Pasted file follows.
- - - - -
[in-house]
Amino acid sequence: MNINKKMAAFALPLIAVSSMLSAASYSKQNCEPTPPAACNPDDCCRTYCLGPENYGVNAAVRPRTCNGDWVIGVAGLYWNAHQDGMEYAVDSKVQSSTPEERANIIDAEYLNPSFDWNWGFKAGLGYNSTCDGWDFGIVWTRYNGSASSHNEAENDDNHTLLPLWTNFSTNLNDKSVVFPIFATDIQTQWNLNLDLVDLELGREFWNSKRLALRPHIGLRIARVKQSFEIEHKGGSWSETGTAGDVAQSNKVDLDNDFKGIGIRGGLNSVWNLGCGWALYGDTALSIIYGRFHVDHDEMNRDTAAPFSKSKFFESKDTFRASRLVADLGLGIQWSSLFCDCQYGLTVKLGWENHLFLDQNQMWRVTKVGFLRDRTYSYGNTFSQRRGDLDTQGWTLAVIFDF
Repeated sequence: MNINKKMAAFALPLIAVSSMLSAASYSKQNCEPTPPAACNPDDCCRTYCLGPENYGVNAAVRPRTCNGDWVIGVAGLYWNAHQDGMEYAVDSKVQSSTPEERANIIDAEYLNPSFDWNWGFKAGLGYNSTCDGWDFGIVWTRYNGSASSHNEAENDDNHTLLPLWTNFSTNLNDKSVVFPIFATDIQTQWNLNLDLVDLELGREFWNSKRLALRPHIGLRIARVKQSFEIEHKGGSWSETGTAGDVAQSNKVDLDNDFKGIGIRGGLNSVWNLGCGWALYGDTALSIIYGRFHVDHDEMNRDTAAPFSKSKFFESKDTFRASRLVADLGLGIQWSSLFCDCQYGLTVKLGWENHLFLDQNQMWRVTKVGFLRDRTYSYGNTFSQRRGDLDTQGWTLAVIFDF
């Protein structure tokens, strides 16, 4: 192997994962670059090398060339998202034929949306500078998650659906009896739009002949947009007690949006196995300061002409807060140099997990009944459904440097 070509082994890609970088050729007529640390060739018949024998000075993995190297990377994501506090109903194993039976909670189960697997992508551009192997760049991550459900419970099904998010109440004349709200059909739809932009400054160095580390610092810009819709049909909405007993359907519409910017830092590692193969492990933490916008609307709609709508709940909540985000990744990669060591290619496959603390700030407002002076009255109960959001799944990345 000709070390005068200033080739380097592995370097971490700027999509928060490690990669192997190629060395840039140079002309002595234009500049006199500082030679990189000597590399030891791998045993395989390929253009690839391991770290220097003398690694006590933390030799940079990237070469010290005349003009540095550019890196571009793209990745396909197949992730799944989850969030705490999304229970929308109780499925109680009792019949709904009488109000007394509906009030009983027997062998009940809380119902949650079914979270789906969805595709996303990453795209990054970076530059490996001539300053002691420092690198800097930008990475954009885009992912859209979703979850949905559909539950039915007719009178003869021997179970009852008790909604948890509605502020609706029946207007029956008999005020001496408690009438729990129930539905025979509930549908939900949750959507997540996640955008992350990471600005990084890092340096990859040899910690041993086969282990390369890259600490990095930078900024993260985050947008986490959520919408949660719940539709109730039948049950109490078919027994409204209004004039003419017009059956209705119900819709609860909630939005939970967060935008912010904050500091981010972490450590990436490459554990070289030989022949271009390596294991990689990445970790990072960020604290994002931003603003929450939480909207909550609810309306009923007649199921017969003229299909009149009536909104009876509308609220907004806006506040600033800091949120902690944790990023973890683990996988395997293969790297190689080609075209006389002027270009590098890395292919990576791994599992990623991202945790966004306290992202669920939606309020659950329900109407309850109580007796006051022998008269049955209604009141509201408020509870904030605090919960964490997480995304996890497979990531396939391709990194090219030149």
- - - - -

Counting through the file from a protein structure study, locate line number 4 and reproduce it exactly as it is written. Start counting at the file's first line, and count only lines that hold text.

């Protein structure tokens, strides 16, 4: 192997994962670059090398060339998202034929949306500078998650659906009896739009002949947009007690949006196995300061002409807060140099997990009944459904440097 070509082994890609970088050729007529640390060739018949024998000075993995190297990377994501506090109903194993039976909670189960697997992508551009192997760049991550459900419970099904998010109440004349709200059909739809932009400054160095580390610092810009819709049909909405007993359907519409910017830092590692193969492990933490916008609307709609709508709940909540985000990744990669060591290619496959603390700030407002002076009255109960959001799944990345 000709070390005068200033080739380097592995370097971490700027999509928060490690990669192997190629060395840039140079002309002595234009500049006199500082030679990189000597590399030891791998045993395989390929253009690839391991770290220097003398690694006590933390030799940079990237070469010290005349003009540095550019890196571009793209990745396909197949992730799944989850969030705490999304229970929308109780499925109680009792019949709904009488109000007394509906009030009983027997062998009940809380119902949650079914979270789906969805595709996303990453795209990054970076530059490996001539300053002691420092690198800097930008990475954009885009992912859209979703979850949905559909539950039915007719009178003869021997179970009852008790909604948890509605502020609706029946207007029956008999005020001496408690009438729990129930539905025979509930549908939900949750959507997540996640955008992350990471600005990084890092340096990859040899910690041993086969282990390369890259600490990095930078900024993260985050947008986490959520919408949660719940539709109730039948049950109490078919027994409204209004004039003419017009059956209705119900819709609860909630939005939970967060935008912010904050500091981010972490450590990436490459554990070289030989022949271009390596294991990689990445970790990072960020604290994002931003603003929450939480909207909550609810309306009923007649199921017969003229299909009149009536909104009876509308609220907004806006506040600033800091949120902690944790990023973890683990996988395997293969790297190689080609075209006389002027270009590098890395292919990576791994599992990623991202945790966004306290992202669920939606309020659950329900109407309850109580007796006051022998008269049955209604009141509201408020509870904030605090919960964490997480995304996890497979990531396939391709990194090219030149």